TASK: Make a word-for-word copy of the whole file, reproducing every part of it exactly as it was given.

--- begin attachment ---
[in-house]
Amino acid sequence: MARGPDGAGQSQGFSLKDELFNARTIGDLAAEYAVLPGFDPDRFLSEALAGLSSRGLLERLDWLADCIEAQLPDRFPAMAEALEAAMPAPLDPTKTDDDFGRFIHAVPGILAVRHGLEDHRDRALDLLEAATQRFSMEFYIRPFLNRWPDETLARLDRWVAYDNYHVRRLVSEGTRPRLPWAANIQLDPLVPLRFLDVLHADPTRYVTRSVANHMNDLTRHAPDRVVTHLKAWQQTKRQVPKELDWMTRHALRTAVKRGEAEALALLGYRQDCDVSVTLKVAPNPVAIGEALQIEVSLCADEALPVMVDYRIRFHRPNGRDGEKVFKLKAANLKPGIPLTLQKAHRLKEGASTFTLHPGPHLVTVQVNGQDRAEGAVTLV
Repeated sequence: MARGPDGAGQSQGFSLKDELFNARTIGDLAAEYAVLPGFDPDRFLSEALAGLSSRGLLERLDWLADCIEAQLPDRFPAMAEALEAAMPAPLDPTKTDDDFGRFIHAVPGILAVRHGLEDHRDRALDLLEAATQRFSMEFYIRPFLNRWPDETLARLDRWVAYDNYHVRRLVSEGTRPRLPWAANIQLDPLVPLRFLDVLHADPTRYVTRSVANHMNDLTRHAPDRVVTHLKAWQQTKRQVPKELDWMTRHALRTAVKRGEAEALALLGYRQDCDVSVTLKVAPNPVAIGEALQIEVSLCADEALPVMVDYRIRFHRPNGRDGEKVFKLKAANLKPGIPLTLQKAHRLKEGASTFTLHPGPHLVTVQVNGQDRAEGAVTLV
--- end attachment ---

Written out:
[in-house]
Amino acid sequence: MARGPDGAGQSQGFSLKDELFNARTIGDLAAEYAVLPGFDPDRFLSEALAGLSSRGLLERLDWLADCIEAQLPDRFPAMAEALEAAMPAPLDPTKTDDDFGRFIHAVPGILAVRHGLEDHRDRALDLLEAATQRFSMEFYIRPFLNRWPDETLARLDRWVAYDNYHVRRLVSEGTRPRLPWAANIQLDPLVPLRFLDVLHADPTRYVTRSVANHMNDLTRHAPDRVVTHLKAWQQTKRQVPKELDWMTRHALRTAVKRGEAEALALLGYRQDCDVSVTLKVAPNPVAIGEALQIEVSLCADEALPVMVDYRIRFHRPNGRDGEKVFKLKAANLKPGIPLTLQKAHRLKEGASTFTLHPGPHLVTVQVNGQDRAEGAVTLV
Repeated sequence: MARGPDGAGQSQGFSLKDELFNARTIGDLAAEYAVLPGFDPDRFLSEALAGLSSRGLLERLDWLADCIEAQLPDRFPAMAEALEAAMPAPLDPTKTDDDFGRFIHAVPGILAVRHGLEDHRDRALDLLEAATQRFSMEFYIRPFLNRWPDETLARLDRWVAYDNYHVRRLVSEGTRPRLPWAANIQLDPLVPLRFLDVLHADPTRYVTRSVANHMNDLTRHAPDRVVTHLKAWQQTKRQVPKELDWMTRHALRTAVKRGEAEALALLGYRQDCDVSVTLKVAPNPVAIGEALQIEVSLCADEALPVMVDYRIRFHRPNGRDGEKVFKLKAANLKPGIPLTLQKAHRLKEGASTFTLHPGPHLVTVQVNGQDRAEGAVTLV